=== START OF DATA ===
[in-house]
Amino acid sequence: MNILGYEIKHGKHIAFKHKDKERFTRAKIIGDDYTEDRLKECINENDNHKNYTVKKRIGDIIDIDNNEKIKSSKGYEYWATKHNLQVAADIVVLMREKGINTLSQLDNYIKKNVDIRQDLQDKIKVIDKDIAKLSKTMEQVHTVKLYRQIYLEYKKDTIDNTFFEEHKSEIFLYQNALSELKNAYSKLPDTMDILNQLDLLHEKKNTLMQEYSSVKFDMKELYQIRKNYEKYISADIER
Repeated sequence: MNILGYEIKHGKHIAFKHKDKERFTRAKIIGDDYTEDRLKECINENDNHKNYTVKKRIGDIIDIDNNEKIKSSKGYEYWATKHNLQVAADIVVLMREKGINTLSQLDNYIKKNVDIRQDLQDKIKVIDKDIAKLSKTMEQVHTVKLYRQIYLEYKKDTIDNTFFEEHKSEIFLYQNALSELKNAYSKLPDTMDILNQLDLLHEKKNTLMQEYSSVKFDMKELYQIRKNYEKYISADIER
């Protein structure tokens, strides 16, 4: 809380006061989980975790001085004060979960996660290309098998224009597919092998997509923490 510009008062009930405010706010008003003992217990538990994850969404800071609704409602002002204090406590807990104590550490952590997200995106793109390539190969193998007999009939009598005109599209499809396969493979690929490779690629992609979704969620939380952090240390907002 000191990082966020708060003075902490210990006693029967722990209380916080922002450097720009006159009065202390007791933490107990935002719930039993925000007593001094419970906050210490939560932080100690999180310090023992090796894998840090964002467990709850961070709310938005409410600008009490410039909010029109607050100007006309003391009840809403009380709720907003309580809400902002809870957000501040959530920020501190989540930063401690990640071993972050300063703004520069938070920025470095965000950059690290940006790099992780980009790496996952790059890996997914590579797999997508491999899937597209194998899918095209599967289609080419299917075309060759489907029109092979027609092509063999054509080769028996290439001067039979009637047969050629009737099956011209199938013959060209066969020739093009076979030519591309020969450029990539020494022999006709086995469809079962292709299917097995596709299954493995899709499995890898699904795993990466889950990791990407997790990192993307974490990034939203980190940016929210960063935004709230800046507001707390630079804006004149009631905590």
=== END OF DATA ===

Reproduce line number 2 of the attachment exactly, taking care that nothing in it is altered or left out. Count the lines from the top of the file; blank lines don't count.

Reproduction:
Amino acid sequence: MNILGYEIKHGKHIAFKHKDKERFTRAKIIGDDYTEDRLKECINENDNHKNYTVKKRIGDIIDIDNNEKIKSSKGYEYWATKHNLQVAADIVVLMREKGINTLSQLDNYIKKNVDIRQDLQDKIKVIDKDIAKLSKTMEQVHTVKLYRQIYLEYKKDTIDNTFFEEHKSEIFLYQNALSELKNAYSKLPDTMDILNQLDLLHEKKNTLMQEYSSVKFDMKELYQIRKNYEKYISADIER